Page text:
Tatar women work in pig farms (how long did they regard the pig as the most unclean and sinful animal!). Kaliullina Gulsum has been working as a pig breeder in the kolkhoz Magarif from February 1933. The farm has achieved great successes. The number of its pigs has increased from 226 in 1932 to 542 in 1933. Kaliullina intends to earn as much as 400 days-days.
Here we have one more woman shock-worker-Praskovya Antonovna Kuznetsova. She is forty years old and the best stable attendant of the kolkhoz NA SHTURM in the Spasskii district. Before collectivization, the Kuznetsov family had never had a horse of their own; they ‘were always kow-towing before the kulaks’, working all their lives, yet never able to escape from poverty. How can a peasant do without a horse? But now, in the kolkhoz, this is the third year that she is looking after a dozen horses, sparing neither strength nor time … By September 1, 1933, Comrade Kuznetsova had earned 250 days-days, and her husband and young son 220. For every day-day they will receive half a pood of grain, including six pounds of wheat. And the family has only five mouths to feed.
Kuznetsova has been awarded five prizes, a diploma and the shock-worker’s badge. She was a delegate to the 1st Congress of shock-workers, and has traveled to Moscow to report to Comrade Kalinin. She has achieved a good and prosperous life, (and) her only concern now is to buy spectacles and to learn reading and writing, so as to improve further the care of kolkhoz horses.
Among the working women of Tataria there are still many illiterates, which causes us great concern. All the kolkhoz women have now been given the task of spending the winter on study, and study is a must. The whole Republic has taken up Comrade Krupskaia slogan: ‘The shock-workers of the socialized agriculture must become the shock-workers of proletarian culture.’
The activity of the kolkhoz women was brought on primarily by the mass work among the women undertaken by the party organization of Tataria, and by the provision of nursery schools and playgrounds for the children of the kolkhoz women. This received a great deal of attention in Tataria …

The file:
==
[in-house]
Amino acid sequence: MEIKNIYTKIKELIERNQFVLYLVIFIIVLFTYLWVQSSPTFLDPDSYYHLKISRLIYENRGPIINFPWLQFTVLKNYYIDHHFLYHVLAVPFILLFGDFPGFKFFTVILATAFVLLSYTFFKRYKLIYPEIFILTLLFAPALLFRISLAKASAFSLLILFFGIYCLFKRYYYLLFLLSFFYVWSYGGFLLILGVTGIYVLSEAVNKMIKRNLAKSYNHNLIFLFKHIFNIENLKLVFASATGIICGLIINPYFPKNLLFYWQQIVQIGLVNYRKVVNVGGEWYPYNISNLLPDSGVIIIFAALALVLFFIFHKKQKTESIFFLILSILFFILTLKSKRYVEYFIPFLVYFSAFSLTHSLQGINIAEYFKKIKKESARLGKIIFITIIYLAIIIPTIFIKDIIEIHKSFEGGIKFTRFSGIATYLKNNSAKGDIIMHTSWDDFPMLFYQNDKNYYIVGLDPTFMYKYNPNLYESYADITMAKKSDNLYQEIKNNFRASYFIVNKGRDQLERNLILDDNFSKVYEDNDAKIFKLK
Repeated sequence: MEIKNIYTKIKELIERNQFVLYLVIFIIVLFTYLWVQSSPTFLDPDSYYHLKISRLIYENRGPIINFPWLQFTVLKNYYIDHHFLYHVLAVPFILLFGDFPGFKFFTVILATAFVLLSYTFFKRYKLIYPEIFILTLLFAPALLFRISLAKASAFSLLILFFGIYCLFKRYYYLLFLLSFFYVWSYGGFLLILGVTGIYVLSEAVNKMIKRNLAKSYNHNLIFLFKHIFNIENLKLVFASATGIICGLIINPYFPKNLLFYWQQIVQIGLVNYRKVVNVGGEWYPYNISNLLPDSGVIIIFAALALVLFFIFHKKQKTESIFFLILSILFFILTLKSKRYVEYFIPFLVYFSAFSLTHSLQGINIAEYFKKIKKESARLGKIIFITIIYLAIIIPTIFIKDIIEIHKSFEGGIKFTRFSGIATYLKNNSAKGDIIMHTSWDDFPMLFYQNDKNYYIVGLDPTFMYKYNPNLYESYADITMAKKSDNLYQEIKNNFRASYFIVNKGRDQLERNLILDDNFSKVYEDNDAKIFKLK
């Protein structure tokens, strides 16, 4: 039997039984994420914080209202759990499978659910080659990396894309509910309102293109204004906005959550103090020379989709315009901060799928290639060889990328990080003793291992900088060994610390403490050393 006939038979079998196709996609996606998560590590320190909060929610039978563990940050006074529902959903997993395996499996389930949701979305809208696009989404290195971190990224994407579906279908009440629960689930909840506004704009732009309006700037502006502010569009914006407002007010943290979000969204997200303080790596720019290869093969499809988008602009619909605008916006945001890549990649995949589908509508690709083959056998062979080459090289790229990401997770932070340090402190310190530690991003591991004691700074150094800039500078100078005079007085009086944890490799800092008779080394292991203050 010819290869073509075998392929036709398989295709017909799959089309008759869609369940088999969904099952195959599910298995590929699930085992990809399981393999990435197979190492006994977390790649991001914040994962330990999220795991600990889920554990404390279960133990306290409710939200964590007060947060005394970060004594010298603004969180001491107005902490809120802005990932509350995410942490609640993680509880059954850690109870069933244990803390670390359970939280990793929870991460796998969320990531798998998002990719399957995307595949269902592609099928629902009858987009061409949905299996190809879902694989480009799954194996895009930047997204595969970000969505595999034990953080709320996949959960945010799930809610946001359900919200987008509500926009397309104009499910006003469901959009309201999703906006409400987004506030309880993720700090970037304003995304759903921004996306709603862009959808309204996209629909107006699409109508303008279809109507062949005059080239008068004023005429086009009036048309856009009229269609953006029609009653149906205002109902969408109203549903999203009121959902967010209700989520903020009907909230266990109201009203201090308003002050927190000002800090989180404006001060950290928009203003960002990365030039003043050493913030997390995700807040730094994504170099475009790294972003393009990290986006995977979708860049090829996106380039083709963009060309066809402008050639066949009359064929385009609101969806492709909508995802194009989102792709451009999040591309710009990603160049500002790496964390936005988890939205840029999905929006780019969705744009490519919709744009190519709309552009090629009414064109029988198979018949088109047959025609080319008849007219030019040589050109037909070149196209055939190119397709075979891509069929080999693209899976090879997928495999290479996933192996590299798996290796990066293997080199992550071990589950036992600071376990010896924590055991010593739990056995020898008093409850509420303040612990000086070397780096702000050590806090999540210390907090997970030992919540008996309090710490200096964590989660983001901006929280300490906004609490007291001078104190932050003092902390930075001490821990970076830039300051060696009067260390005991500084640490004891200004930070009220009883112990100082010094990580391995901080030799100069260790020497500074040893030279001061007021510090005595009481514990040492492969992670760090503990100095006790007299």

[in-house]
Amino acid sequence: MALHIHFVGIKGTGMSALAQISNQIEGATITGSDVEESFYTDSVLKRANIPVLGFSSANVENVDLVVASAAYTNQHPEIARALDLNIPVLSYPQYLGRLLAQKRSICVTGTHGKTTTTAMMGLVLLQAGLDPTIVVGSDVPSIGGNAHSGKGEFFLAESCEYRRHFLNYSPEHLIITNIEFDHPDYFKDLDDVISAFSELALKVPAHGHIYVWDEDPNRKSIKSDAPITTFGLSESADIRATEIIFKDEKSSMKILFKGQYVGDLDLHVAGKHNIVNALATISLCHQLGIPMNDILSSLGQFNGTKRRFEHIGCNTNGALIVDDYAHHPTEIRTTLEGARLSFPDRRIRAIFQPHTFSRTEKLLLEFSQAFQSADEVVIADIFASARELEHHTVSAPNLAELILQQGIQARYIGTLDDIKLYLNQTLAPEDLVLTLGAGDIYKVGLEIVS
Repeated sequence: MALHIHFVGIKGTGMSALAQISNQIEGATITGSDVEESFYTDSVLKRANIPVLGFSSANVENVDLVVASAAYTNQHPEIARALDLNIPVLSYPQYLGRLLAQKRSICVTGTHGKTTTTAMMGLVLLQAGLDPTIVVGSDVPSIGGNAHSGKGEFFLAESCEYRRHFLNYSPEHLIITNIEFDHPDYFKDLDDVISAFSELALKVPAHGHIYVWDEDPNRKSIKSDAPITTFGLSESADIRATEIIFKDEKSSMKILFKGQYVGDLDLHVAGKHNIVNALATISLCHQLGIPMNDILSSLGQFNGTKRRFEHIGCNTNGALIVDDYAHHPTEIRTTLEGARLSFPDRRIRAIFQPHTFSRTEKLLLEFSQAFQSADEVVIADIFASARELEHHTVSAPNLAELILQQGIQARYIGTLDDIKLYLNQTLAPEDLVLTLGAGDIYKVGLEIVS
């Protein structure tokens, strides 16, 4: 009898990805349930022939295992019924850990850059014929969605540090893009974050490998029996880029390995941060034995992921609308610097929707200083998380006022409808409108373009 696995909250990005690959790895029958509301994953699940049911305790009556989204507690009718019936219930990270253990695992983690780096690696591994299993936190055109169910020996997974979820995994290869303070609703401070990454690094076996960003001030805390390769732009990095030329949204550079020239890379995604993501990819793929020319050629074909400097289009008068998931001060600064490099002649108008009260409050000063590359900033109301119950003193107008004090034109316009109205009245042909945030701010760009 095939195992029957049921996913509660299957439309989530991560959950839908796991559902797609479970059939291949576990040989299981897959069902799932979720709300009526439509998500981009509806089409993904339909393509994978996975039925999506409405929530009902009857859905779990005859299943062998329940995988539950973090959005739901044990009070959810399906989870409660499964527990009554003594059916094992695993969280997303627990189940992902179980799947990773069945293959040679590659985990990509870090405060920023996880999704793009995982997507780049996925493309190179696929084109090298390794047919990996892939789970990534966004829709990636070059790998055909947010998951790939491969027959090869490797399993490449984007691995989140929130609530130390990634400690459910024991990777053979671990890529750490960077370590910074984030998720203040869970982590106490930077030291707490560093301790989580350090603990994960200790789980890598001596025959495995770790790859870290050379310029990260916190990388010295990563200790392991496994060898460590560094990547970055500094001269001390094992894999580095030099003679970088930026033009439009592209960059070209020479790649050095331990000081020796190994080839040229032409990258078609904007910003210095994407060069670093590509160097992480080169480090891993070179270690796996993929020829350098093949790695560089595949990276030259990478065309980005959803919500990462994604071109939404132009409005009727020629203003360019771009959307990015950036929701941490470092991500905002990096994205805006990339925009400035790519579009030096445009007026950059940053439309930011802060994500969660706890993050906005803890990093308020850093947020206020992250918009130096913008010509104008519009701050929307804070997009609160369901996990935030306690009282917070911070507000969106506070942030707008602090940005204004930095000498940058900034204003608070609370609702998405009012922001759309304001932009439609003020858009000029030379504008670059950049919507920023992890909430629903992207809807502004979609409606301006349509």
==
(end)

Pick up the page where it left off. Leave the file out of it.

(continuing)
During the harvesting campaign alone, 179,867 kolkhoz children have been admitted to the nursery schools (against 150,000 provided by the plan); 18,837 children (against 3,000 provided by the plan) have been admitted to mobile and field nursery schools, and as many as 4,000 people were trained to serve as staff in the kolkhoz nursery schools. The development of kindergartens presents the following picture: in 1933 the Republic had 1,216 permanent kindergartens with 64,750 children (including 34,059 Tatar children). Five thousand six hundred and eighty-nine playgrounds were used by 170,690 children (including 95,454 Tatar children). As many as 5,000 people were trained as kindergarten and playground staff.
The nursery schools and playgrounds are greatly effective in facilitating women’s labor in the kolkhozes. Let us illustrate this by referring to the field camp of the Krasnoznamenskii kolkhoz Alda, in the Aktinsk district (in the sector of the Machine Tractor Station). Here every brigade had its nursery school. The days-days put in by women whose children were in the nursery schools have considerably increased. Thus, a harvesting, the kolkhoz woman Gubaidullina has earned 41.19 days-days, Sirazeeva 46.30, and Sibirzianova, 42.23.
On the other hand, of the women who did not have their children in the nursery schools, Mukhametsianova earned only 13 days-days, and Akhmetova 10.
This is why the party organizations of Tataria, at present, are raising the question of establishing children’s institutions permanent in every respect with a permanent and well-trained staff. They are most energetically supported in this program by the prosperous kolkhoz members, who desire their children to be given proper education and to grow up in good health, with bright and active minds that are not poisoned by religious dope …
Source: Rudolf Schlesinger, ed., Changing Attitudes in Soviet Russia; the nationalities problem and Soviet administration (London: Routledge & K. Paul, 1956), pp. 152-157.